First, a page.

Four Poems by Barbara Crooker


is empty, a room with no windows.
The lifeless moon in a bleak sky.
The hollow in your throat I used to kiss.
A deep well, without a wish.
Where there used to be a couple,
the deep division of negative numbers.
The unused chair at the kitchen table.
The vast Sahara of one side of the bed.
The air in my hand as I reach out for yours.
The shape of my mouth when grief
sneaks up and takes me unaware.
The heartless dawn with you still gone.


It takes the form of ‘How are you?’ or “How are you doing?’
        Dr. Joyce Brothers

Pretend you have hearing loss.
Bend down and tie your double-knotted
shoes. Ignore the question; instead, ask one—
people love to talk about themselves.
Don’t even think about how you really are,
which is lost. Bereft. Adrift. A shell
tumbling in the tide. A crust of bread,
not the whole loaf. An empty glass,
the residue of wine. The real answer:
still here, though I wish I was gone.



I no longer make fruitcake—those garish
cherries, sticky chunks of glacéed pineapple,
candied peel—snug in their bed of dark spiced
cake. No one but you ever liked it. And I’m not
capable of walking in the ice-crusted woods
to chop down (really, saw) a fragrant tree,
wrestle it on top of the car, then lug it inside,
water it daily on hands and knees. Instead,
an artificial tree, pre-lit with tiny lights,
does its best to brighten these dark nights.
Where I sit in front of the fire, alone,
with my solitary glass of wine. The stocking
you sewed for me the first year we were
together hangs empty. As does yours,
felt cut-outs sewn by your mother when you
were two. There are no presents to wrap
or gifts to hide. The cookies are unbaked.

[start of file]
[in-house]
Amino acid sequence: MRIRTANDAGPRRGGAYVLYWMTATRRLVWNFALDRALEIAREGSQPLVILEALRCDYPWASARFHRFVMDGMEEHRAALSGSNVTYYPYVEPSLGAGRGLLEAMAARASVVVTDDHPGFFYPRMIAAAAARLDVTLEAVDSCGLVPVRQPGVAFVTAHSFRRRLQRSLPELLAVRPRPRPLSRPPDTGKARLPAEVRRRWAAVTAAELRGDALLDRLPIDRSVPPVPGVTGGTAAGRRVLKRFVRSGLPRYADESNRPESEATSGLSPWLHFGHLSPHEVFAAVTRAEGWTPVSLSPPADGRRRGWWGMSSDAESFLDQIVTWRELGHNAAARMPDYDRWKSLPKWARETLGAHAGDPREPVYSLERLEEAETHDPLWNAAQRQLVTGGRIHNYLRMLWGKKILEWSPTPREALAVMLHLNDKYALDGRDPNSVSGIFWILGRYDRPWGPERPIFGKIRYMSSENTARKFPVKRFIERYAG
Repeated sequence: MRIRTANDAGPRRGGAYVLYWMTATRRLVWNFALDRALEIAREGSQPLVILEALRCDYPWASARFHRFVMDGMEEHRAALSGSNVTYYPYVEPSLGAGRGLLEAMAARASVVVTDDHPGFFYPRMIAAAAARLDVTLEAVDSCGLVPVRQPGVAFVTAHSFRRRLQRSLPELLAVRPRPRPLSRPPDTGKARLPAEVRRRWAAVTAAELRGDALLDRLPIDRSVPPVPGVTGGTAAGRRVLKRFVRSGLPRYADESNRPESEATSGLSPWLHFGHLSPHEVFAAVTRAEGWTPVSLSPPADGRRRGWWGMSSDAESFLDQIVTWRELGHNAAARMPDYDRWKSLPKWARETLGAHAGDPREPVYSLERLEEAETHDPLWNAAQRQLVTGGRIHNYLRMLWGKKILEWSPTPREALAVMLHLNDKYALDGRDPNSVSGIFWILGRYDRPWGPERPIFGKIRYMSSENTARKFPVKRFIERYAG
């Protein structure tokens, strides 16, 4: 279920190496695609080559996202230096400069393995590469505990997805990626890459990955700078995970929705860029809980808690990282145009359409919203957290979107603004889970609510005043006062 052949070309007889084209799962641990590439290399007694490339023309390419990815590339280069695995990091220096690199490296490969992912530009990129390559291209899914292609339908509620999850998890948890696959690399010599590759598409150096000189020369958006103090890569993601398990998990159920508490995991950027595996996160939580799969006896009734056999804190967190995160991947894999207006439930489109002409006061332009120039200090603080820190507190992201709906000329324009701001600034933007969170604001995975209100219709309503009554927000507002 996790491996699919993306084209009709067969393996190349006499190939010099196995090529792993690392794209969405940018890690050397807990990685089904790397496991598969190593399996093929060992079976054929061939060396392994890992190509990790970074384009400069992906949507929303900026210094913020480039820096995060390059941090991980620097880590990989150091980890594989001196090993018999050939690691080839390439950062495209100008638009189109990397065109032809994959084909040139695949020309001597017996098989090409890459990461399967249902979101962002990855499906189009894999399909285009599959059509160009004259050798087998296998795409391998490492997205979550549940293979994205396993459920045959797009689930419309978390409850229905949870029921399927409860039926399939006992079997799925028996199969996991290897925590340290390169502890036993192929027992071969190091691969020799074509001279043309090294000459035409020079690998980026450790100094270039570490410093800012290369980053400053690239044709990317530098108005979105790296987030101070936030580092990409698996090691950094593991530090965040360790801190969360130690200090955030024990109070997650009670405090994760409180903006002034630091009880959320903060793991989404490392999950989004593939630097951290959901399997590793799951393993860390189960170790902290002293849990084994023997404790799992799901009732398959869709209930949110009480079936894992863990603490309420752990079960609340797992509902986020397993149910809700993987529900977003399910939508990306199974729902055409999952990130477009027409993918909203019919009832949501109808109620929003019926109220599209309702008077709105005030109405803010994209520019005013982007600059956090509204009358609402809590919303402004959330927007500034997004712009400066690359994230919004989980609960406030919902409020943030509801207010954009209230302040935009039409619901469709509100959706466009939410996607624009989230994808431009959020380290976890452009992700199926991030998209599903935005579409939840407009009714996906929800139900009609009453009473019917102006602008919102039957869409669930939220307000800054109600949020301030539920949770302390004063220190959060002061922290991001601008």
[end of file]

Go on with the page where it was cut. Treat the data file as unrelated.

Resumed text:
Roasts untrimmed. Just the silence of the snow,
the flame from a single candle. The longest
night of the year.



Those were the words I’d often used when writing condolence
cards. But when I lost you, my beloved, I found I’d also lost
my memories. Not all of them, but the order of things:
when we met for dancing that night at the bar, was it before or after
the spaghetti dinner? What was the name of the restaurant in Lyon
that brought us a bowl of mousse au chocolat big enough to swim in,
and said, “Help yourself?” In which park in Paris did we find the horse
chestnut now resting in the shadow box? We used to joke, on our travels,
that together we made up a five-year-old. Who am I now, as I try
to traverse this difficult world without you?


Barbara Crooker is author of twelve chapbooks and nine full-length books of poetry. Some Glad Morning, Pitt Poetry Series, University of Pittsburgh Poetry Press, longlisted for the Julie Suk award from Jacar Press, is her latest. Her previous collection, The Book of Kells, won the Best Poetry Book of 2019 Award from Poetry by the Sea. Her other awards include: Grammy Spoken Word Finalist, the WB Yeats Society of New York Award, the Thomas Merton Poetry of the Sacred Award, and three Pennsylvania Council fellowships in literature. Her work appears in literary journals and anthologies, including The Bedford Introduction to Literature.

Two Poems by Barbara Eknoian


He sits on the edge
of the couch
hoping his niece
will like the gift
at the thrift store.
She smiles,
makes a fuss
over the watercolors
in tarnished frames,
showing houses
on a street strewn
with orange leaves.
At the bottom
of the Christmas tree,
she props the prints up
to rest against gifts
bought with Visa
and Mastercard,
and the lovely shades
of autumn outshine
the tinsel and lights.



In a lucid moment,
I wonder why I keep
the black steamer trunk
in the corner of my room
crammed with letters
from girl scout camp
and high school friends,
who have forgotten me
like an old sneaker
hanging from a wire,
along with every letter
from former neighbors,
who meant a lot to me.
I revere the correspondence